Lance Bradley, Mitsubishi’s managing director, said the strategy would “solve the cost-of- representation issue in city-centre locations like London, Birmingham and Manchester”.


Workforce worries

Economic and political forces will add to car retail group’s workforce worries in 2018.

In late October, Heath Evans, the managing director of Assured Group, told AM that the labour pool in the car preparation sector had declined by 40% since the Brexit vote and retailers could expect “significant price inflation” as a result.

Evans said: “In our experience, we are seeing people leave the UK due to the uncertainty with Brexit and the drop in value of the pound.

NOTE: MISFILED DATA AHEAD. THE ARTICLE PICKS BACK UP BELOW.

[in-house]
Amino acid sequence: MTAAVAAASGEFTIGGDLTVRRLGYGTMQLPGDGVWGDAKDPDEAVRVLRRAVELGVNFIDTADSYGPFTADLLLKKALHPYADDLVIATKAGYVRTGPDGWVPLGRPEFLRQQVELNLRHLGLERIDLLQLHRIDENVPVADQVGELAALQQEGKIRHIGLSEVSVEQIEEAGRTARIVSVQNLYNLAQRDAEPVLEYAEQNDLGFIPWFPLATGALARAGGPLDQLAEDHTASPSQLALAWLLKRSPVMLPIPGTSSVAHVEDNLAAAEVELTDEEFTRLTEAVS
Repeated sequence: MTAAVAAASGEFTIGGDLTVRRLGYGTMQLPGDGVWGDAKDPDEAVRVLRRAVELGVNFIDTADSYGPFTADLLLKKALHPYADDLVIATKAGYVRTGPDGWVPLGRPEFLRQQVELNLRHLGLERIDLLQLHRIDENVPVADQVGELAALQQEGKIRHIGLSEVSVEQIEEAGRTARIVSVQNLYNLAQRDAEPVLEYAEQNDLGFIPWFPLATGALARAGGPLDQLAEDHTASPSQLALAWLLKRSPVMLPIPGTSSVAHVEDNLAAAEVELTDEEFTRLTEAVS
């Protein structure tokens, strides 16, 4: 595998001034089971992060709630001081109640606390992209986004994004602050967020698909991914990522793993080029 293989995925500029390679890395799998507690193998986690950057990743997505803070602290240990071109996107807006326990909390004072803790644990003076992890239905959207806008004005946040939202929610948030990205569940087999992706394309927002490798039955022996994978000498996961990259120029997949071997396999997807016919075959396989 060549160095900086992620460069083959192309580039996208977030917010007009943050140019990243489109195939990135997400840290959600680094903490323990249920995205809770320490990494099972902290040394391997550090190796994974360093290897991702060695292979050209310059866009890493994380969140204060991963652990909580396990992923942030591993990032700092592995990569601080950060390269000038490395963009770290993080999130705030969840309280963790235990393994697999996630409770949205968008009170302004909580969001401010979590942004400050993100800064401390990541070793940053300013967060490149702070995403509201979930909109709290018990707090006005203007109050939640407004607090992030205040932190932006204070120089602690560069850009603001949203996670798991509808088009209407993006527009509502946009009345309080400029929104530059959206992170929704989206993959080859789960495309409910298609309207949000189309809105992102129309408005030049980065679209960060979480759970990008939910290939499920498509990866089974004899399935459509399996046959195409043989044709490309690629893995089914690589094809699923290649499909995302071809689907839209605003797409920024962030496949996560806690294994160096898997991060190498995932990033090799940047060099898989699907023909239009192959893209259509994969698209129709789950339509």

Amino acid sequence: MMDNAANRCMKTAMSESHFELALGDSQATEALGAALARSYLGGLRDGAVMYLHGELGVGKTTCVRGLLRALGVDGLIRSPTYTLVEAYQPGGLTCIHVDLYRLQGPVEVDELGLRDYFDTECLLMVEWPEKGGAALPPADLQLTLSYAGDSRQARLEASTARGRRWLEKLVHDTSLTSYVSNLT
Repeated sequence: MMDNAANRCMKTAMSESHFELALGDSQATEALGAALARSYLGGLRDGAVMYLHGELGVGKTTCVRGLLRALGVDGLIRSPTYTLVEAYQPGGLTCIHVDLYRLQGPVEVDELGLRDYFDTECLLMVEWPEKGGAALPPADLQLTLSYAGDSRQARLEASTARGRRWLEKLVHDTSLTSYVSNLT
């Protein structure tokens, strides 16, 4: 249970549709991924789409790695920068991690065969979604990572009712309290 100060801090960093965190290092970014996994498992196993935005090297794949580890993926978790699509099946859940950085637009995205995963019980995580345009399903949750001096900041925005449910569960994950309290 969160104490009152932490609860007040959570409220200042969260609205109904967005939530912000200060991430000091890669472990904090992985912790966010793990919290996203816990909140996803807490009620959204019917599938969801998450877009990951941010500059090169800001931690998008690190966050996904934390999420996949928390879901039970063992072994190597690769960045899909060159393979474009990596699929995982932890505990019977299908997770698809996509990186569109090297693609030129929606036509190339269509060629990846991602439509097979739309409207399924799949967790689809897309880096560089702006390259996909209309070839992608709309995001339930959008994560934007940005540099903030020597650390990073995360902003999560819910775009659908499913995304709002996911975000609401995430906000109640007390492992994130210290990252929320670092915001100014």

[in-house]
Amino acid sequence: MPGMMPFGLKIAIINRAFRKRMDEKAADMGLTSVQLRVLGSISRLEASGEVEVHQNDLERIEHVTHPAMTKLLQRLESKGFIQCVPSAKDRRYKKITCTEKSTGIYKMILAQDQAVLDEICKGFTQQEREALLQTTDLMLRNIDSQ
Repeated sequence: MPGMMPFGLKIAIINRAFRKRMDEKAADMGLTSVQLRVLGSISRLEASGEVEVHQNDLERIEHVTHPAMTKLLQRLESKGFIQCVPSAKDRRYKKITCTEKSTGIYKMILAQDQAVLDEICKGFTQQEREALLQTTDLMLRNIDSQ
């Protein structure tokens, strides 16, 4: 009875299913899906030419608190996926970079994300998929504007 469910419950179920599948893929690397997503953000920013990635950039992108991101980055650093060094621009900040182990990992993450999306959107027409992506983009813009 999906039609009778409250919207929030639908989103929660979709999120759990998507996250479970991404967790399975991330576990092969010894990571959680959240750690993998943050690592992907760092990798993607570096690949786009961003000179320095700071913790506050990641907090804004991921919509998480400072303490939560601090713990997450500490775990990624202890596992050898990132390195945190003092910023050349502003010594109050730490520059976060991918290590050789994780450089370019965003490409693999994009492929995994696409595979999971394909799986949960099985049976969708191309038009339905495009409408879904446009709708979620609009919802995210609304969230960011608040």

“We are also seeing a shift where people are no longer willing to work on a self-employed basis.”

While Brexit was blamed for a rise in inflation (it hit 3.1% in November, 1.1 ppts above the Bank of England’s target) that could put further pressure on wages in 2018, the Government’s decision to further increase the National Minimum Wage in April 2018 will certainly result in a rise in overheads. The National Living Wage will rise 4.4% to £7.83 per hour in April.

Car retailers with more than 250 employees will also have to report details of their businesses’ gender pay gap by April 4, 2018.

The Equality Act 2010 (Gender Pay Gap Information) Regulations 2017’s (SI 2017/172) rule on gender pay gap reporting for businesses with more than 250 employees were brought into force on April 6, 2017, but must take 12 months of pay data into account.

Kate Palmer, head of advisory at HR, employment law and health & safety consultancy Peninsula, told AM: “There is no leeway with this date, so it is important this isn’t missed.”